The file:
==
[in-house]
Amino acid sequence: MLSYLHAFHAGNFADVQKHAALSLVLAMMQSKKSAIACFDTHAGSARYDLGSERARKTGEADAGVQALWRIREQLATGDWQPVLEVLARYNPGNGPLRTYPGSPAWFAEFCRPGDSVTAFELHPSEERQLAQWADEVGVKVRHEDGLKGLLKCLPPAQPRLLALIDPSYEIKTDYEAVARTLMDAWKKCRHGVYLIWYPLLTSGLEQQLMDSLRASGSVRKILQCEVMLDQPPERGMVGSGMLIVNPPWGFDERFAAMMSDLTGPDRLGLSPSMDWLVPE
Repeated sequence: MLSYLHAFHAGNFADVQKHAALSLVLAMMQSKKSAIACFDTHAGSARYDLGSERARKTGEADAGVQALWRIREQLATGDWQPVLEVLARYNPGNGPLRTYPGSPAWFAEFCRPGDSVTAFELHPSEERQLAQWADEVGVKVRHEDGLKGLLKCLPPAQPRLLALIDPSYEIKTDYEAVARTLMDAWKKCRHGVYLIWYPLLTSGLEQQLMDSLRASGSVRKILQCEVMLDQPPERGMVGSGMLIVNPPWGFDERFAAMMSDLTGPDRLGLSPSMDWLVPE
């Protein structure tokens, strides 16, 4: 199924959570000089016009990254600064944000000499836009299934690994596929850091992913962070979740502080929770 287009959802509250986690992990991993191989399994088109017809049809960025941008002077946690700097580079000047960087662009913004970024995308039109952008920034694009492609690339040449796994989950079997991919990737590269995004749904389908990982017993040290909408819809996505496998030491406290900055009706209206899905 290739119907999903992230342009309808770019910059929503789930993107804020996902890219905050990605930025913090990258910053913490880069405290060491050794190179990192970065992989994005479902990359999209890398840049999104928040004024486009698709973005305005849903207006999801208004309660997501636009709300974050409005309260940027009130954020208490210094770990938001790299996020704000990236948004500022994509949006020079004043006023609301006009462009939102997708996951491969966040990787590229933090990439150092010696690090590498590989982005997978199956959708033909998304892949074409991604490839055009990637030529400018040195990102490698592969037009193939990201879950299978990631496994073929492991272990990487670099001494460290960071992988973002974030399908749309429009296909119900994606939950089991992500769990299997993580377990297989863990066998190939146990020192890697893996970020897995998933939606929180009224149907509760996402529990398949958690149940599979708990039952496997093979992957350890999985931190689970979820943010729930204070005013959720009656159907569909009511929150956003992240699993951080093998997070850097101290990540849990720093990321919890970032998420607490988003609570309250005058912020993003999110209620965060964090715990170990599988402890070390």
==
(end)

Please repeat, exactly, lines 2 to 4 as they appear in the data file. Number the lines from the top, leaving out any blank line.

Amino acid sequence: MLSYLHAFHAGNFADVQKHAALSLVLAMMQSKKSAIACFDTHAGSARYDLGSERARKTGEADAGVQALWRIREQLATGDWQPVLEVLARYNPGNGPLRTYPGSPAWFAEFCRPGDSVTAFELHPSEERQLAQWADEVGVKVRHEDGLKGLLKCLPPAQPRLLALIDPSYEIKTDYEAVARTLMDAWKKCRHGVYLIWYPLLTSGLEQQLMDSLRASGSVRKILQCEVMLDQPPERGMVGSGMLIVNPPWGFDERFAAMMSDLTGPDRLGLSPSMDWLVPE
Repeated sequence: MLSYLHAFHAGNFADVQKHAALSLVLAMMQSKKSAIACFDTHAGSARYDLGSERARKTGEADAGVQALWRIREQLATGDWQPVLEVLARYNPGNGPLRTYPGSPAWFAEFCRPGDSVTAFELHPSEERQLAQWADEVGVKVRHEDGLKGLLKCLPPAQPRLLALIDPSYEIKTDYEAVARTLMDAWKKCRHGVYLIWYPLLTSGLEQQLMDSLRASGSVRKILQCEVMLDQPPERGMVGSGMLIVNPPWGFDERFAAMMSDLTGPDRLGLSPSMDWLVPE
């Protein structure tokens, strides 16, 4: 199924959570000089016009990254600064944000000499836009299934690994596929850091992913962070979740502080929770 287009959802509250986690992990991993191989399994088109017809049809960025941008002077946690700097580079000047960087662009913004970024995308039109952008920034694009492609690339040449796994989950079997991919990737590269995004749904389908990982017993040290909408819809996505496998030491406290900055009706209206899905 290739119907999903992230342009309808770019910059929503789930993107804020996902890219905050990605930025913090990258910053913490880069405290060491050794190179990192970065992989994005479902990359999209890398840049999104928040004024486009698709973005305005849903207006999801208004309660997501636009709300974050409005309260940027009130954020208490210094770990938001790299996020704000990236948004500022994509949006020079004043006023609301006009462009939102997708996951491969966040990787590229933090990439150092010696690090590498590989982005997978199956959708033909998304892949074409991604490839055009990637030529400018040195990102490698592969037009193939990201879950299978990631496994073929492991272990990487670099001494460290960071992988973002974030399908749309429009296909119900994606939950089991992500769990299997993580377990297989863990066998190939146990020192890697893996970020897995998933939606929180009224149907509760996402529990398949958690149940599979708990039952496997093979992957350890999985931190689970979820943010729930204070005013959720009656159907569909009511929150956003992240699993951080093998997070850097101290990540849990720093990321919890970032998420607490988003609570309250005058912020993003999110209620965060964090715990170990599988402890070390």